In an expected move, Intel’s
board of directors has
elected company veteran Paul S. Otellini to succeed Craig R. Barrett as CEO,
the chipmaking giant announced this morning.
Otellini, currently president and COO, has been with the Santa Clara,
Calif., company since 1974.
The 54-year-old has held a number of posts throughout the years, including general
manager of the microprocessor unit where he lead the launch of the Pentium
processor in 1993.
The appointment triggered other management changes. Barrett, who has held the
top spot for six years, will move to chairman of the board of directors.
Current chairman Andrew S. Grove will step down from the board but remain at
Intel as senior advisor to the directors and senior management.
In a statement, Grove expressed confidence in Otellini and Barrett.
“Paul’s vitality and deep knowledge of Intel’s products, customers and
global markets, together with Craig’s stature as an industry leader and
pre-eminent technologist, make them outstanding choices to lead Intel and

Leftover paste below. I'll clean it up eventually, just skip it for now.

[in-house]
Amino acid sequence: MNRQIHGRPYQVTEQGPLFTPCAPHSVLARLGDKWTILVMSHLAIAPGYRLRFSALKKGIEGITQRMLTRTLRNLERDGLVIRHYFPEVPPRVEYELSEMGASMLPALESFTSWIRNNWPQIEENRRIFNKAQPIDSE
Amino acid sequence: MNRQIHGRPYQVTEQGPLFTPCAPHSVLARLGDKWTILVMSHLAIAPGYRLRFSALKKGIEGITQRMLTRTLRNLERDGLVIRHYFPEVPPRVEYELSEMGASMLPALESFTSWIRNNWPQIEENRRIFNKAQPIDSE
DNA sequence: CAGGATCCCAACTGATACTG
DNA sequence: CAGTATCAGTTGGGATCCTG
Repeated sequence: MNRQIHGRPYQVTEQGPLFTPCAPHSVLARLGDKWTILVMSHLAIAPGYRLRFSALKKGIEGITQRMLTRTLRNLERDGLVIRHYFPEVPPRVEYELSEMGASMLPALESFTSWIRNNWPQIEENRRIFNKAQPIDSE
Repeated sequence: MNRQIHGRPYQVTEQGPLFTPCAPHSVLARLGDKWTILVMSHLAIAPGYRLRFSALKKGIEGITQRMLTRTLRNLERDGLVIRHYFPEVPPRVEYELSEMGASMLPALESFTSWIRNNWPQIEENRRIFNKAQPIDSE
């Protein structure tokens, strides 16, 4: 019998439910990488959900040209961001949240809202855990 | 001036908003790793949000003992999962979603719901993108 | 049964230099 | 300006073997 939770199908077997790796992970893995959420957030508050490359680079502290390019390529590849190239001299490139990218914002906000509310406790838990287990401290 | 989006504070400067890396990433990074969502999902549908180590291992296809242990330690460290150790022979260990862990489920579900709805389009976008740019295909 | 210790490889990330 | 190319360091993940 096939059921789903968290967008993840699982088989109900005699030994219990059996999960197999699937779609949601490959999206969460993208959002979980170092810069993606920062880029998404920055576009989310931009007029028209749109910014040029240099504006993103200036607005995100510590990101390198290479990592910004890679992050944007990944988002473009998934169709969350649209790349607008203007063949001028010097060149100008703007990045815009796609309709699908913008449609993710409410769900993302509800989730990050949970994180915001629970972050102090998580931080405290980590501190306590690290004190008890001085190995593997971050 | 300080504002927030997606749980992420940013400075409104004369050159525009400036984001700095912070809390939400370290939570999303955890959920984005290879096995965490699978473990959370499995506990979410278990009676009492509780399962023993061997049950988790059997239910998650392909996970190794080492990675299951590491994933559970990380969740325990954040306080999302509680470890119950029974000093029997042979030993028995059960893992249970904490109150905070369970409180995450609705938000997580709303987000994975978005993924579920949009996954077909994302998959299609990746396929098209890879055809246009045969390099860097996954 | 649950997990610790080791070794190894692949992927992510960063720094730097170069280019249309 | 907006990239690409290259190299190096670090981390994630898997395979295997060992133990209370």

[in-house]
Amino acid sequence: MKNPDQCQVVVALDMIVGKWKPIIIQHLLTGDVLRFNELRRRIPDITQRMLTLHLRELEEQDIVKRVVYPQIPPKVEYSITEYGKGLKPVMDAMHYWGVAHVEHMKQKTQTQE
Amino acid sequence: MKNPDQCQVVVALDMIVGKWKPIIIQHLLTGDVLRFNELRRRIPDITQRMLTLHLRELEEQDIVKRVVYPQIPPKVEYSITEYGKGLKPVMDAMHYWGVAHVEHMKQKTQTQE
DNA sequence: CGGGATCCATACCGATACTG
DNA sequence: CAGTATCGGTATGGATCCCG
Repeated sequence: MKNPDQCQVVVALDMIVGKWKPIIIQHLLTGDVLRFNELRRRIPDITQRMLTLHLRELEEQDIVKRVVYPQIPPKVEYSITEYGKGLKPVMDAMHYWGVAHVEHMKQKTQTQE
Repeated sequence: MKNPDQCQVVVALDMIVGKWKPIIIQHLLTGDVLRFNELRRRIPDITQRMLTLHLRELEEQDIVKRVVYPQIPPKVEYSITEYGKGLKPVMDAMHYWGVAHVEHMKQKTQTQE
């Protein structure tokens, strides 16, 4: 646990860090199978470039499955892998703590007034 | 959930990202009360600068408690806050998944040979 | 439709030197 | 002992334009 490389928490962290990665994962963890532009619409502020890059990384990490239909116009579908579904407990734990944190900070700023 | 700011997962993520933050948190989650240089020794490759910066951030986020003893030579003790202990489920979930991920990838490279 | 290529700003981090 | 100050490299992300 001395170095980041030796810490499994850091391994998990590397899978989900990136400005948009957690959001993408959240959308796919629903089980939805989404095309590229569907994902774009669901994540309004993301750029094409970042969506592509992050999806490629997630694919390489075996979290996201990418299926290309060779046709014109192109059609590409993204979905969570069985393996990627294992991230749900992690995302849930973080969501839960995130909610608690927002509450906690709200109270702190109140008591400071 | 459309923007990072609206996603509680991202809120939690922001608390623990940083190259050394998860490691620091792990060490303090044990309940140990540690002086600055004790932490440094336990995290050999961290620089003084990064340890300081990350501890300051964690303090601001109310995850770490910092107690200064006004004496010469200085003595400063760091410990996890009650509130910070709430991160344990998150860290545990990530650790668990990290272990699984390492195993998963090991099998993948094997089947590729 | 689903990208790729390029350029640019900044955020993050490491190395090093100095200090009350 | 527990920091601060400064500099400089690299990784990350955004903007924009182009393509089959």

the board as the company drives its core silicon expertise further in
computing and communications,” Grove said.
In addition to chips for PCs and servers, Intel is also working to develop
chips that will meet the WiMAX
its wireless broadband offerings.
The company envisions WiMAX for rural areas and developing nations. It has
said it is producing WiMAX-enabled silicon with a range of up to 30 miles
and the ability to transfer data, voice and video at speeds of up to 70
The technology, codenamed “Rosedale,” is based on the IEEE 802.16-2004
standard (previously known as IEEE 802.16REVd). The technology, expected
next year, is Intel’s first “system-on-a-chip” for WiMAX.
Since it was not a surprise, news of Otellini’s ascension had little impact
on the company’s stock, which was up slightly in morning trading.